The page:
This miniature portrait is painted on a porcelain plaque by William Corden (1797-1867). As such it is a rare example of this type of miniature, as most British miniature portraits were painted on ivory, with a few painted on other materials including on paper, card, or enamel on copper. In America they were also painted on milk glass, but I have not yet seen a British miniature on glass.
Even rarer are British miniatures painted on marble or on porcelain. There are two on marble in the collection, painted by Thomas Heathfield Carrick (1802-1875) and one on porcelain by Michael Kean (1761-1823).
Portraits by Corden do come on the market from time to time; one of Harriet Boutflower dated 1822 sold for £700 in March 2010 and a lovely 1823 pair was advertised for sale for $9000 in April 2010. The technique involves painting the image, glazing it, and then firing in a kiln.
William Corden the Elder (21 January 1795 - 18 June 1867) was an English portrait painter and miniaturist known for his commissions from the Royal Family in the mid nineteenth century. William Corden was born in Ashbourne, Derbyshire on the 21 January 1795, the son of Robert Corden and his wife Sarah. He was apprenticed at the Royal Crown Derby pottery under Robert Bloor and is reputed to have been among the painters decorating the famous Rockingham Pottery dessert service made for William IV, which was first used at Queen Victoria's coronation celebrations. He married Esther Simpson in Derby on the 25 September 1816; he rented an artist's studio at 51 Oxford Street, London and exhibited at the Royal Academy. By 1831, William had moved his family to Windsor living first at 17, Brunswick Terrace, New Windsor and then Vine Cottage in Old Windsor. William and Esther had nine children, eight born in Derby and the last in Windsor including William (1819–1900) known as William Corden the Younger who followed in his father's footsteps as a portrait painter. William Corden the Elder painted an oil portrait in 1829 of Sir Edmund Nagle (1757–1830) for George IV and a watercolour of Queen Victoria on the East Terrace at Windsor Castle in 1838, one of the earliest paintings of Queen Victoria; both of these paintings are in the Royal Collection. In 1844 William accepted a commission from Prince Albert to travel to Coburg to paint full size reproductions of family portraits there and took his son William with him to assist. There are over 50 paintings by William Corden listed in the Royal Collection, but it is not always evident which were painted by the father and which by the son. Esther died in Windsor in 1855 and William moved back to the midlands. He married Betsy Wood Mannin at Radford, Nottingham in 1859 and they lived at Arkwright Street, Nottingham. William died in Nottingham on the 18th June 1867 age 72.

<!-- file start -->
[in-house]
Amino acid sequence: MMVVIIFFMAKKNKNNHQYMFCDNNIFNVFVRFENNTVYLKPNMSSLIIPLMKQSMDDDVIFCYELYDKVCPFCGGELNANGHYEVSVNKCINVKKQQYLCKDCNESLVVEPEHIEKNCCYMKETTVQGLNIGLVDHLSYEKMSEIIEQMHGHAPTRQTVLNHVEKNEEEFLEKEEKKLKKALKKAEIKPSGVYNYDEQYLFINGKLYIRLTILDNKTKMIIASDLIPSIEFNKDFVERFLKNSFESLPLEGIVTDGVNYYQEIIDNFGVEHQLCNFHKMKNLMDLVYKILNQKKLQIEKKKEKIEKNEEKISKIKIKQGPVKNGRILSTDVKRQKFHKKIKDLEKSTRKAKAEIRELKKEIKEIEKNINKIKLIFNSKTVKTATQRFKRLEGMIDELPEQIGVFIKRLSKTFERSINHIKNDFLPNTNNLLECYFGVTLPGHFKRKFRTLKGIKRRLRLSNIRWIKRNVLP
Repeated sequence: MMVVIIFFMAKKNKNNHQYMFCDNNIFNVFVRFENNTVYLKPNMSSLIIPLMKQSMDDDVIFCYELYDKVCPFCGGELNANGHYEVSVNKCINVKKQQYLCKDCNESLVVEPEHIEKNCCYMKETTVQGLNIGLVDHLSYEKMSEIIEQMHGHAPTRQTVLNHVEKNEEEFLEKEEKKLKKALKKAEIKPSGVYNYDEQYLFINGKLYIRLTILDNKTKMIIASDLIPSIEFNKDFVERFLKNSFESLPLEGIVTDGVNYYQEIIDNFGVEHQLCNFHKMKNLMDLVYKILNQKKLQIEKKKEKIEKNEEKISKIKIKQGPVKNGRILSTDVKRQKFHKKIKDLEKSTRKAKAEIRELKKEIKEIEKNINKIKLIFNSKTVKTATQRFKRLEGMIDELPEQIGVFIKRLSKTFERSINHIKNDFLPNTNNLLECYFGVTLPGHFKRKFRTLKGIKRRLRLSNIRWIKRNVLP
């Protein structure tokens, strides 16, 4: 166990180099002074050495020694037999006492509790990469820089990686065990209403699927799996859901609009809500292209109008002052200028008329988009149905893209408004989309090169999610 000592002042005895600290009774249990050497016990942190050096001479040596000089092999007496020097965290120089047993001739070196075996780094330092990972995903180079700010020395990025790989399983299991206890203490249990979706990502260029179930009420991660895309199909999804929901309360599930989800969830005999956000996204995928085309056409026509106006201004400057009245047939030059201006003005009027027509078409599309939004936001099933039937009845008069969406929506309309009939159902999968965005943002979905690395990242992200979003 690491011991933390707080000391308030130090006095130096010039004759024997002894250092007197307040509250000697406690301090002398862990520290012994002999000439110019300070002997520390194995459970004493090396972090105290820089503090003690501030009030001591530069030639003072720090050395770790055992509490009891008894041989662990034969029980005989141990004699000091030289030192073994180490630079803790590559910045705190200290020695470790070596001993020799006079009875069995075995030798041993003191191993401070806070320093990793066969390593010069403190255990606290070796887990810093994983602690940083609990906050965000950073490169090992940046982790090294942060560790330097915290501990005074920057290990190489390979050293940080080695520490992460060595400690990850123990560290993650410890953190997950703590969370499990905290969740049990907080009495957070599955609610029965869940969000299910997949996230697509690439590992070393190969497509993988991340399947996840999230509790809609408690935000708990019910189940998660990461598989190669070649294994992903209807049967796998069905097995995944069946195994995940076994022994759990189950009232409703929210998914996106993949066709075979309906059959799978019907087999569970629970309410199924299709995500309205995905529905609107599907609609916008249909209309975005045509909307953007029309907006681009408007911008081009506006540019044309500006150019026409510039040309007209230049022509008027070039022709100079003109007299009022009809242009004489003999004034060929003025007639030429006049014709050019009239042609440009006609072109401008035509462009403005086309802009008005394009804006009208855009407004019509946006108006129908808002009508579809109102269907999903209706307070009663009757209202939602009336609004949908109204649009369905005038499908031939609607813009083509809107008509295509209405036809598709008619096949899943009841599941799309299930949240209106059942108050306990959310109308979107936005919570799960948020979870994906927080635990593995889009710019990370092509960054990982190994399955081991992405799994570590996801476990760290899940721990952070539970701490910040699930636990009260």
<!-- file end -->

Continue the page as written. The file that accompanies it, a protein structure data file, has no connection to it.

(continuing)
The sitter is also interesting as he is Thomas Tatlow (24 Sept 1783->1825). Thomas Tatlow is thought to have married Amy Sherwin on 15 June 1795 at Longford, Derby. His parents were probably Thomas Tatlow and Alice Hitchcock who were married on 22 October 1778.
The Old Seven Stars, a pub by St Mary's Bridge on the Nottingham Road, also described as at 21 Mansfield road was run for some 20 years, until 1835, by Thomas Tatlow, also a Derby china painter specialising in flowers and fish. Tatlow was succeeded at the pub by his colleague, William Hill, another painter, although not known to have been related to the more celebrated "Jockey" Hill. Tatlow's brother Joseph Tatlow was also a Derby porcelain painter.
An example of a plate painted by Thomas Tatlow is; "A Derby plate, the centre painted, by Thomas Tatlow, with a named fish laid on a bed of grasses, ferns and reeds, the broad gilt Regency border with anthemia and classical leaf scrolls, 8[3/4]in (22.5cm) diam, crown, crossed batons, dots, D and title 'Crujin' in red, c1815".
Tatlow was a keen fisherman, especially for pike, it being reported; "These fish afford good diversion to the angler being bold biters. For trolling the rod should be from twelve to fourteen feet long. The best baits are gudgeons or dace of a middling size, the bait should never be thrown too far. Pike are to be allured by a large bait, but a small one is more certain to take them. Mr Thomas Tatlow, landlord of the Old Seven Stars Inn Derby has a particular method of trolling for pike and he has caught several upwards of 20lbs each, and we are told they have been taken in the Derwent and Trent 36lbs. Length two to three feet, and upwards."
Another example painted by Tatlow is; "A Derby 'named fish' tureen, cover and stand, of compressed circular two-handled form, on spreading foot, the domed cover with foliate loop handle, painted against a white ground, by Thomas Tatlow, with 'A Russ', 'A Roach', 'A Loach' and 'A Dace Or Dare', each on a bed of ferns, grasses and reeds on a river bank, vignetted on a ground of gilt Regency scrollwork, gilt line borders, stand 8in (20.75cm) diam, tureen and cover 6in (15cm) high, 7in (17.75cm) over handles, crown, crossed batons, dots and D in red, titles in red, gilder's numeral 4 in puce, also gilder's numeral 36 in red, c.1815." 1381